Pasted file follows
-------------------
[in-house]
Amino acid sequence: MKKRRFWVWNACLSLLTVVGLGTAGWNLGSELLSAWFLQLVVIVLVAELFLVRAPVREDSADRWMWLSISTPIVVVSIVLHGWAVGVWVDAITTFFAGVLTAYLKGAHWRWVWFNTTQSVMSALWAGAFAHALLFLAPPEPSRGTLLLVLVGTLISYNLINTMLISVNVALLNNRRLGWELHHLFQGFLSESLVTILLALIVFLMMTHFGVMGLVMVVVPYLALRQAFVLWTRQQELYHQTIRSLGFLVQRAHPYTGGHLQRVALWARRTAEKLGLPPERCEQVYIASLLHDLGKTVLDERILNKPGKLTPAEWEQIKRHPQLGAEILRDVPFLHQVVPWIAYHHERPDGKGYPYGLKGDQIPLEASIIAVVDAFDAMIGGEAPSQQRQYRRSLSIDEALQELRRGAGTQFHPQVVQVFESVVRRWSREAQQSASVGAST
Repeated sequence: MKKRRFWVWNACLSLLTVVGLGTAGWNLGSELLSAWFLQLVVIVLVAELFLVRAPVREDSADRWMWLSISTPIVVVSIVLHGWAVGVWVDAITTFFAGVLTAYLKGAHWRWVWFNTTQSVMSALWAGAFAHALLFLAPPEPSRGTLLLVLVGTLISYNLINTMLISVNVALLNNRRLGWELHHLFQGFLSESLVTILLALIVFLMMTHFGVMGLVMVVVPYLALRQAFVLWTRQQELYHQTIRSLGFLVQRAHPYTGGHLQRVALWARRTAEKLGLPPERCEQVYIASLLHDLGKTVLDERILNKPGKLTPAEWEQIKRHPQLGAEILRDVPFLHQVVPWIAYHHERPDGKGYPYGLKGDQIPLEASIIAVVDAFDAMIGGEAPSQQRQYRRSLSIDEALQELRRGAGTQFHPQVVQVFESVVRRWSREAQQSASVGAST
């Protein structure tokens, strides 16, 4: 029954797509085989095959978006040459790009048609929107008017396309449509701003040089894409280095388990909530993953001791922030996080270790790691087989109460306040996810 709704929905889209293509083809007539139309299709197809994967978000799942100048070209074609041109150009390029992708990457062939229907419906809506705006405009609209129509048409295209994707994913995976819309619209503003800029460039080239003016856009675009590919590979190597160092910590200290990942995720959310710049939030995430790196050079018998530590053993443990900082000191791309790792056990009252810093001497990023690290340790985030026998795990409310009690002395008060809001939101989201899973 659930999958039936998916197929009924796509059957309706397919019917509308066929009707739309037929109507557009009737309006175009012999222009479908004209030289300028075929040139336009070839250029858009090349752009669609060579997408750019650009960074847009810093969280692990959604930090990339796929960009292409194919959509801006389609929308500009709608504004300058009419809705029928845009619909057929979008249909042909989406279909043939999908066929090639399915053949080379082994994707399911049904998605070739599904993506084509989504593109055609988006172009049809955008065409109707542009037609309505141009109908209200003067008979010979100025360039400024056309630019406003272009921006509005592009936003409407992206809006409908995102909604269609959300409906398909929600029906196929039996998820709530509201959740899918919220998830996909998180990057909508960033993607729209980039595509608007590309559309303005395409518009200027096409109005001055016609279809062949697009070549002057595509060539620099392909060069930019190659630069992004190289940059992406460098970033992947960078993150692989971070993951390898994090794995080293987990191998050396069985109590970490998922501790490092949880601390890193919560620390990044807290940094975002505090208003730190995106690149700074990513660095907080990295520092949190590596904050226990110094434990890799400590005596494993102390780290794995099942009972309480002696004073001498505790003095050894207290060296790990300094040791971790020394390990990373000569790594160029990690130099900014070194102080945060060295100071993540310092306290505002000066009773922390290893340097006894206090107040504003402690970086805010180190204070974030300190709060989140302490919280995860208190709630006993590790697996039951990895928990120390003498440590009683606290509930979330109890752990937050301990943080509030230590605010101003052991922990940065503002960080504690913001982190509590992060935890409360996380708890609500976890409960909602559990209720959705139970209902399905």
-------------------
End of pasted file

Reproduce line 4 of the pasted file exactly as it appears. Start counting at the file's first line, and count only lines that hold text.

């Protein structure tokens, strides 16, 4: 029954797509085989095959978006040459790009048609929107008017396309449509701003040089894409280095388990909530993953001791922030996080270790790691087989109460306040996810 709704929905889209293509083809007539139309299709197809994967978000799942100048070209074609041109150009390029992708990457062939229907419906809506705006405009609209129509048409295209994707994913995976819309619209503003800029460039080239003016856009675009590919590979190597160092910590200290990942995720959310710049939030995430790196050079018998530590053993443990900082000191791309790792056990009252810093001497990023690290340790985030026998795990409310009690002395008060809001939101989201899973 659930999958039936998916197929009924796509059957309706397919019917509308066929009707739309037929109507557009009737309006175009012999222009479908004209030289300028075929040139336009070839250029858009090349752009669609060579997408750019650009960074847009810093969280692990959604930090990339796929960009292409194919959509801006389609929308500009709608504004300058009419809705029928845009619909057929979008249909042909989406279909043939999908066929090639399915053949080379082994994707399911049904998605070739599904993506084509989504593109055609988006172009049809955008065409109707542009037609309505141009109908209200003067008979010979100025360039400024056309630019406003272009921006509005592009936003409407992206809006409908995102909604269609959300409906398909929600029906196929039996998820709530509201959740899918919220998830996909998180990057909508960033993607729209980039595509608007590309559309303005395409518009200027096409109005001055016609279809062949697009070549002057595509060539620099392909060069930019190659630069992004190289940059992406460098970033992947960078993150692989971070993951390898994090794995080293987990191998050396069985109590970490998922501790490092949880601390890193919560620390990044807290940094975002505090208003730190995106690149700074990513660095907080990295520092949190590596904050226990110094434990890799400590005596494993102390780290794995099942009972309480002696004073001498505790003095050894207290060296790990300094040791971790020394390990990373000569790594160029990690130099900014070194102080945060060295100071993540310092306290505002000066009773922390290893340097006894206090107040504003402690970086805010180190204070974030300190709060989140302490919280995860208190709630006993590790697996039951990895928990120390003498440590009683606290509930979330109890752990937050301990943080509030230590605010101003052991922990940065503002960080504690913001982190509590992060935890409360996380708890609500976890409960909602559990209720959705139970209902399905």